New Attack Pushes Rogue App Over-The-Air To Non-Jailbroken Devices
A newly published report is suggesting that iOS users in Japan are being targeted by cyber criminals with a malicious app when they try to view ‘unsafe’ videos. Famously known as the one-click fraud, the scam is not only applicable to jailbroken iOS devices, but non-jailbroken ones as well.
This one-click formula has been around for quite some time now and has been actively used against Windows, Mac, and even Android users in the past few years. The threat to iOS devices was just learnt by Symantec, with the company believing that not only have these scammer prepared an iOS version of the app, but “are distributing it on an identical fraudulent site.”
Over-The-Air delivery of an app this way on iOS is nothing new. Some hackers have been found to abuse Apple’s iOS Developer Enterprise Program in the past. WireLurker is one recent example of this kind of exploitation by hackers, where signed enterprise certificates are used to install a malicious app on a device. The same technique is used by apps such as MovieBox and PlayBox as well for installation. Once Apple revokes the enterprise certificates, the Over-The-Air installation route for these apps cease to work.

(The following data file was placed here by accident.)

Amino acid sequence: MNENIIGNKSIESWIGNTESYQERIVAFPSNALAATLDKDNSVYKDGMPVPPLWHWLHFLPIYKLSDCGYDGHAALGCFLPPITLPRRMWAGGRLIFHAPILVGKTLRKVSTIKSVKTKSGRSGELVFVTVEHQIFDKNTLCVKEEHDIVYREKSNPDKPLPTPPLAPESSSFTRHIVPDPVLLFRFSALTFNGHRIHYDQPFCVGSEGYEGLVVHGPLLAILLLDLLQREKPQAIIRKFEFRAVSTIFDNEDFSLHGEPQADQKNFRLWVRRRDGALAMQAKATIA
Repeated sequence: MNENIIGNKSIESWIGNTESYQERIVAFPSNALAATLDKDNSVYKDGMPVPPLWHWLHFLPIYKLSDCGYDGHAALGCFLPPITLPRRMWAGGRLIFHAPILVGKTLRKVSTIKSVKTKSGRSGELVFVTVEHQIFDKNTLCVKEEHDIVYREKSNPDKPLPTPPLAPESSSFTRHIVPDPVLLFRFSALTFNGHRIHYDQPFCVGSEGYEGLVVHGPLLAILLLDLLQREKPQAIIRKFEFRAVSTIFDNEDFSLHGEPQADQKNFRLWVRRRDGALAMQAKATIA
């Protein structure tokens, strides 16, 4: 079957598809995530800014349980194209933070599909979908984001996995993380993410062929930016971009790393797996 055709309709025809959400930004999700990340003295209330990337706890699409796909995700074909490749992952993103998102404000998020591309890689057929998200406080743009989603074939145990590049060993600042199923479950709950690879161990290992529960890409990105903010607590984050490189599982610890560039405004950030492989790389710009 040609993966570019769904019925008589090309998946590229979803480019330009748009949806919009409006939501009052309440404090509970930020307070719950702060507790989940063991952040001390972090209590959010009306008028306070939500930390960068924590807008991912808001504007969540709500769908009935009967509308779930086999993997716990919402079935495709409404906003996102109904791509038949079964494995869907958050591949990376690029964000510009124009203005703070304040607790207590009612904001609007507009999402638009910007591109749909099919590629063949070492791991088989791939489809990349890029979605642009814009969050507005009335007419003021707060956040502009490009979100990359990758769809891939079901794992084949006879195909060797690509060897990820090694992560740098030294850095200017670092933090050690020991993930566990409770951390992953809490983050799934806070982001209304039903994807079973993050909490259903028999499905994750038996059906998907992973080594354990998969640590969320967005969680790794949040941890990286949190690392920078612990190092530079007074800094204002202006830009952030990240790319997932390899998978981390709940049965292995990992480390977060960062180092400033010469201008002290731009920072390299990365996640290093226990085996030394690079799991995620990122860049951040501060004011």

“The scammers are likely taking advantage of the iOS Developer Enterprise Program for their campaign, though we have not confirmed this,” says Symantec which further explains that it is the first time the company has seen “a malicious iOS app being used for one-click fraud purposes.”
“If the app is installed on the user’s device, then it tells the user that they have agreed to become a member of the site and demands that they pay 99,000 Japanese yen (approximately US$800) now or 300,000 yen (approximately $2,400) after three days.” The app itself serves as a component to luring in a victim to pay for a subscription.
If you see any such strange app asking you to trust and install it OTA via web, as shown in screenshots above, do not accept it unless and until you know and trust the app or its developer. As long as you don’t install such apps from untrusted developers, you will be safe from this malicious app and fraudulent scam.
The iOS Developer Program, which costs $99 annually, allows members to distribute apps using ad hoc provisioning profiles to devices that have their unique IDs (UDID) registered. The iOS Developer Enterprise Program however is more flexible and costs $299 per annum. It uses signed certificates to push apps Over-The-Air. No UDID registration is required for this program. Companies usually use this program to test or install in-house apps on their employees’ devices. The attack discussed above is likely, but not surely, abusing Apple’s iOS Developer Enterprise Program.